Cambridge, MA. It has been a pleasure to write this occasional blog for America, but perhaps never more than today, when I have the opportunity to celebrate, in this small way, the birthday of my father, James J. Clooney, who turns 90 on March 30th.
Born in Jersey City in 1919, Dad grew up mainly in the Borough Park section of Brooklyn, where his stepfather worked as the custodian for Holy Ghost Parish for some years. (Dad’s mother and father came from Ireland. His father William, who worked as a groom in a stable on Long Island, died in an accident - kicked by a horse - soon after my father was born; his mother Elizabeth (née Callahan) remarried, raised a larger family of which my father was an integral part, and lived into her 80s.) After graduating from high school (St. Michael’s) and a brief interlude working at a newspaper in Brooklyn - the Eagle, I think - Dad entered the Jesuit novitiate at St. Andrew-on-Hudson in 1938. Fr Leo Weber was his novice master, and Fathers Daniel Berrigan, Joe Spellerberg and America’s own John Donohoe among his many classmates. Luckily for me and my sisters Mary and Regina, he stayed only for about 20 months — and then found his true vocation outside the Society. All his long life, to be sure, he has been influenced by that short but significant sojourn in the Society.
Providentially — and this must be a rarity — Dad met my mother Irene (Harrigan) due to his reading of America, a habit already established even in the 1940s. They were both employed in war-related work at the Bush terminals in Brooklyn. Dad was accustomed to read America while riding the elevated train to work; he met another America reader, who in turn introduced him to a friend of his — my mother, who also worked at the terminal. Mom and Dad married in 1944, just before he went off to the Pacific for several years of Navy duty (1944-1946). (During the war years, my mother dutifully took apart each issue of America and mailed it to Dad in pieces that would satisfy the standards for war-time military mail!) Upon his return, Dad was a New York City policeman for almost 20 years. After retiring from the police in 1964, he worked for the Archdiocese, in Catholic Big Brothers, until his second retirement in the 1980s. Thereafter, he and my mother were inseparable companions in a second retirement — or a second, real honeymoon, unlike the truncated one during the war — until her death in 1999 after 55 years of marriage. Continuity has been a great thread in his life, and he has been fortunate to live in the same house on Staten Island since 1953. And, I might add, it is a house he has cared for devoutly with his own hands, undertaking everything from painting the exterior to interior renovations almost entirely on his own.
All these years, Dad has been a great reader — America for a lifetime, of course, National Geographic for some decades; in later years, he has also become fond of the National Catholic Register, books of history, detective novels, and old reliable books of theology and spirituality. A devout Catholic of the “old school,” one might say, his has always been a straightforward Catholic faith, strengthened by a deep confidence in the authority of the hierarchy, devotion to the rosary and meditation, and most importantly, a love of the Eucharist. He was a regular lector in church for many years and is still, at 90, a daily communicant.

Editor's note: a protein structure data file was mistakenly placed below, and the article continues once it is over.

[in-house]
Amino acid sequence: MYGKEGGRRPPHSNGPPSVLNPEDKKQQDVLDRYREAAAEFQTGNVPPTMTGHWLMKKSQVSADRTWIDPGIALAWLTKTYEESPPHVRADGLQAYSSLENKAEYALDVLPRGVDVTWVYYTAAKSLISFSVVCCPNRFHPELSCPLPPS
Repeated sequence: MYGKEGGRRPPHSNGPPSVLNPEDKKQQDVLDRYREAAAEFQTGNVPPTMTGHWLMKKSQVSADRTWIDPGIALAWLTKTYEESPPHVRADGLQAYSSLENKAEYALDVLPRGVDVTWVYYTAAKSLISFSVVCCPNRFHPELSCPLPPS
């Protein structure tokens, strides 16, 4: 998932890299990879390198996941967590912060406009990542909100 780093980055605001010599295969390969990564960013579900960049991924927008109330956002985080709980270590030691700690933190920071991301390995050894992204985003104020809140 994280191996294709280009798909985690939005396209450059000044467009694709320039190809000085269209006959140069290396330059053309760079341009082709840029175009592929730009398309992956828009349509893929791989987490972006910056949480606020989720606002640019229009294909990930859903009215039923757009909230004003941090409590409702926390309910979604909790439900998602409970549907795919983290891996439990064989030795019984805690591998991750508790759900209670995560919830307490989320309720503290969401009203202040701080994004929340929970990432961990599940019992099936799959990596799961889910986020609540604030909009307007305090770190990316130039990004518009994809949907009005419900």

Ever in good health, in recent years he has become (again) a regular rider of the Staten Island ferry, subways, and express buses that take him around the city and back to his old neighborhood in Brooklyn. Family remains at the center to his life, and it is fortunate that my sisters Mary and Regina live close by on Staten Island. His three grandchildren, Michael, John, and Jim, are a source of great pride and joy for him.
Now, in our family, he is almost the only surviving member of the generation that was so deeply marked by the Depression, the war, and the great changes in the American sense of family and church in the 1950s and 1960s. (Thankfully, his half-brother John Sweeney and his wife Camille are still healthy and well, down in Virginia.) Growing old gracefully is a challenging task, but Dad has managed his many years very well, and at 90 is content and at peace. He may, or may not, it seems, live to 100!
It is a surely vocation in itself to keep open the eyes of faith, to remain expectant of God’s coming, even while living by memories, even at 90. As I mentally search the Bible for parallels, I think right away of Simeon who, even in his old age, still believed that the promises made to him by God would come true, and he would indeed meet his Christ: “My eyes have seen your salvation, which you have prepared in the presence of all peoples, a light for revelation to the Gentiles, and for glory to your people Israel.”
Few topics have been more written about than that of fathers and sons, and we men rightly see bits of ourselves in our fathers and our sons. While as a Jesuit I have foregone the prospect of contemplating sons, I can look to my father with curiosity, gratitude, and love. In so many ways we are different — and in so many ways I live out in my generation the possibilities and hopes he has lived in his 90 years.
Happy birthday, Dad!